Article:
Purpose Cone beam CT angiography (CBCTA) provides enhanced vascular imaging for neurointerventional treatment planning, particularly of intravascular stents, thromboemboli, in-stent stenosis, and calcifications. In conjunction with traditional digital subtraction angiography (DSA) and 3D-DSA techniques, intra-arterial CBCTA offers superior contrast resolution to delineate the adjacent cross sectional anatomy and soft tissue architecture. We evaluated this technique and its efficacy in delineating the subtle arteriovenous anatomy of dural/pial arteriovenous fistulas (AVFs) for treatment planning purposes.
Materials and Methods We performed a retrospective review of intracranial and spinal dural/pial arteriovenous fistulas that underwent diagnostic DSA and intra-arterial CBCTA procedures at two large academic institutions. CBCTA scanning was performed with flat detector rotational angiography (Artis Zee Biplane, Siemens); 496 projection frames were acquired over a 200 degree arc (18 s rotation time, 80 kV, 260 mAs). Planar and 3D reconstructions (overlapping 0.5 mm and 5 mm slice thickness) were evaluated on an independent workstation (Leonardo). We studied patient demographics, presentations, classification/anatomic localization of AVFs, CBCTA technique, treatment, and complications. Neurointerventionalists/neurosurgeons involved in the diagnosis and treatment of these lesions graded any relevant improvement (0 or 1) in anatomic localization, treatment planning, or altered management derived from the CBCTA technique.
Results 20 patients (16:4 male, mean age 62 years) underwent 21 CBCTA procedures. Intracranial AVFs were classified as dural Cognard type 1 (n=3), type 2b, type 3 (n=7), and metameric dural/pial (n=2) presenting with transient ischemic attacks, headaches, pulsatile tinnitus, dizziness, or intracranial hemorrhages (n=4). Spinal AVFs were limited to dural Anson-Spetzler type 1 (n=9) presenting with cervical subarachnoid hemorrhage, intramedullary hemorrhage, neck pain, progressive upper and lower extremity weakness/paresthesias, and bladder/bowel dysfunction. CBCTA techniques ranged with respect to intra-arterial diluted contrast (30–50%) injections in the CCA, ICA, ECA, VA, middle meningeal, intercostal and lumbar arteries; rates of 0.3–3.0 ml/s and total volumes of 3.0–66 ml. A single CBCTA procedure was scanned using lower resolution and radiation dose with faster 8 s acquisition, but still providing accurate AVF localization. Significant improvement in anatomic mapping of AVFs was observed with CBCTA in 21/21 (arterial feeders, arteriovenous junction, venous drainers, or cross sectional localization), corresponding with an improved treatment plan in 12/21, and altering management or treatment in 4/21. Subsequently, these lesions were treated with Onyx/NBCA liquid embolization (n=12), coil embolization (n=2), microsurgical clipping (n=4) and radiation (n=1) with two patients refusing treatment. Two post-procedural complications included intracranial hemorrhage and myocardial infarction, but no complications were attributed to the CBCTA technique.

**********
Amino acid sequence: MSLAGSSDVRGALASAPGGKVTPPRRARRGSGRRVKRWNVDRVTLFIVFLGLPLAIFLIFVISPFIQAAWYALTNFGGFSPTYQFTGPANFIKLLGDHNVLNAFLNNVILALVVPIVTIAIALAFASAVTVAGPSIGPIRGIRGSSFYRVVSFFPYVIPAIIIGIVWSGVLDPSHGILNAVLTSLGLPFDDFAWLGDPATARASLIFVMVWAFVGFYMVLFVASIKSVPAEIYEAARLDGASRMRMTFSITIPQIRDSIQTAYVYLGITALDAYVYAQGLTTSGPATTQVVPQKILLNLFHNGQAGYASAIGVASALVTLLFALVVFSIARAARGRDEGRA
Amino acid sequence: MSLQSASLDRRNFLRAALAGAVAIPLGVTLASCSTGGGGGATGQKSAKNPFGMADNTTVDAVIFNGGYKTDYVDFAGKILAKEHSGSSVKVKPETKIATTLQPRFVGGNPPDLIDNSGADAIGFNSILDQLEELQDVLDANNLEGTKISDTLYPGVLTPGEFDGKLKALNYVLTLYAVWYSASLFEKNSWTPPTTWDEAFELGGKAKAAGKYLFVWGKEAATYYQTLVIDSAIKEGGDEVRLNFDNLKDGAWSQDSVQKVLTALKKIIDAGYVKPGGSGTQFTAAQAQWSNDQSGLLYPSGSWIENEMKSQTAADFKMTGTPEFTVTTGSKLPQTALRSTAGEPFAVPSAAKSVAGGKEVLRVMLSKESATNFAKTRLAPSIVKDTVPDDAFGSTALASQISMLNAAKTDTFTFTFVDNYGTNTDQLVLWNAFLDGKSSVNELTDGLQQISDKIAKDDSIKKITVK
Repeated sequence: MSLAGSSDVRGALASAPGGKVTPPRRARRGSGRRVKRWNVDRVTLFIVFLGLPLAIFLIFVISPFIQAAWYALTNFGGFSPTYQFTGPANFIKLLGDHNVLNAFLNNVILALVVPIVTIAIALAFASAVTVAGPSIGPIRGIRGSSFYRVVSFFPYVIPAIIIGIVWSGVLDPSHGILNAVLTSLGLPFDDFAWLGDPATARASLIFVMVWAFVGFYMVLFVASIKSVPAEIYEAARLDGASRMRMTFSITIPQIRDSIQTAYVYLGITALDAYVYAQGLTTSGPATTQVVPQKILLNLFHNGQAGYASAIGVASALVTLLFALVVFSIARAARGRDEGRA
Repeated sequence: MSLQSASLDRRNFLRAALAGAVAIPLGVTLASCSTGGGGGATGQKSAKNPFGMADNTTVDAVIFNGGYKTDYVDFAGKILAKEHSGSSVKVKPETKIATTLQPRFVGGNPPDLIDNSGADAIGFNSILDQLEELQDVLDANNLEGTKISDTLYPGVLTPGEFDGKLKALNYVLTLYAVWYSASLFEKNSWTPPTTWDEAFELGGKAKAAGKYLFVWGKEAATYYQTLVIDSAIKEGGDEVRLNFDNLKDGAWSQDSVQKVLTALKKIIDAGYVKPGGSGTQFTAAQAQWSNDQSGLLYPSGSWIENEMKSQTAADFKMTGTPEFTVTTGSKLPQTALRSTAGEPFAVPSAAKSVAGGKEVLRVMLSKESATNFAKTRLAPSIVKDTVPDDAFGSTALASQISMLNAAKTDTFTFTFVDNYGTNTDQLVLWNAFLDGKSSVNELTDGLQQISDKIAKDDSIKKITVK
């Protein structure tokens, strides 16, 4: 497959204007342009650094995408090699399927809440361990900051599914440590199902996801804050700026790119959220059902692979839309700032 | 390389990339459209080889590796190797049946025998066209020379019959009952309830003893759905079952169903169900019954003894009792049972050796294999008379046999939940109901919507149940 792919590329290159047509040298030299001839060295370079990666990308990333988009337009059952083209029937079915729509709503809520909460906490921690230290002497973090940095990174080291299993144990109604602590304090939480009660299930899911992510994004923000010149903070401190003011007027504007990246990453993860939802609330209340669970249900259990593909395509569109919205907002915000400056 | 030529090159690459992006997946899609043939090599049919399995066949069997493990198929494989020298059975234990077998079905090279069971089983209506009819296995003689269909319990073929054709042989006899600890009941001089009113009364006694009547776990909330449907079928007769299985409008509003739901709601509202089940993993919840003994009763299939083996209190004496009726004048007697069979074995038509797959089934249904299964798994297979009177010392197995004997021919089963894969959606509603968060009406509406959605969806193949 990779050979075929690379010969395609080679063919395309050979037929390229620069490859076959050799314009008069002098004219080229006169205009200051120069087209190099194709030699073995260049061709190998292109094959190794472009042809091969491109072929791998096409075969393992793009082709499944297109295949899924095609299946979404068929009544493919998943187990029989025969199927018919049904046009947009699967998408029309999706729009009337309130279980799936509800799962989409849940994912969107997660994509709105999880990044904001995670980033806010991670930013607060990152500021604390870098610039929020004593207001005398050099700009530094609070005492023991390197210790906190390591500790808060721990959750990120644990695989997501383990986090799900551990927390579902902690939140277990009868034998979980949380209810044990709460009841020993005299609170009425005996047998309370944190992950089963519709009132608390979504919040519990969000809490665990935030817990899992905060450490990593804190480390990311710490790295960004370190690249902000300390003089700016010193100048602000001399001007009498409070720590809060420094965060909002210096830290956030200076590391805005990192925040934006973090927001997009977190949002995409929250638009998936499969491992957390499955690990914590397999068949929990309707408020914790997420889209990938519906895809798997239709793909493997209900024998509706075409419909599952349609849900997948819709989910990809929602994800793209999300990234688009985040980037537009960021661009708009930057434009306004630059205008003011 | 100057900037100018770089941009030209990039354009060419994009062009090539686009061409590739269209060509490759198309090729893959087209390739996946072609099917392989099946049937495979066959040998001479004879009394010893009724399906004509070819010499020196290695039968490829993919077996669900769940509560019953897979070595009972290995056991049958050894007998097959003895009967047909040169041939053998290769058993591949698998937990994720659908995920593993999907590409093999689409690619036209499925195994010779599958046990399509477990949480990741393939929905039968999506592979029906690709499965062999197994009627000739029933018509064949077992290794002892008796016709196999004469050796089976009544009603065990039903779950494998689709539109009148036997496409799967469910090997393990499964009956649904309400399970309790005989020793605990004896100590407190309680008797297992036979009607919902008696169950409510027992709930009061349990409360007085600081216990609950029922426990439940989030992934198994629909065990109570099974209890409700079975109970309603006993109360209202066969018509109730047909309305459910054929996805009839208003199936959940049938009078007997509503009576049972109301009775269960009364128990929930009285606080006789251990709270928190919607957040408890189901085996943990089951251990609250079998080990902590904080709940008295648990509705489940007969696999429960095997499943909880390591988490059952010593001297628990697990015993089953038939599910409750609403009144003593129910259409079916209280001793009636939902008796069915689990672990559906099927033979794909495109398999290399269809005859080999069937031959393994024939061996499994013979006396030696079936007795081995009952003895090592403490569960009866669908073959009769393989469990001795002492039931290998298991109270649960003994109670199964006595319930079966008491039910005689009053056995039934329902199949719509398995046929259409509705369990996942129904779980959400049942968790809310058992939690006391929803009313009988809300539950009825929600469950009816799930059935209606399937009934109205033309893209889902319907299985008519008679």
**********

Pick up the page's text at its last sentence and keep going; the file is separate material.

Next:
Conclusion We present a novel application of intra-arterial CBCTA as an adjunct to DSA for the precise anatomic localization of intracranial or spinal dural/pial AVFs. The impact of this technique allows for unparalleled cross-sectional mapping of arteriovenous pathology, assists in treatment planning most notably for microsurgical or radiation treatment, and can potentially alter patient management.
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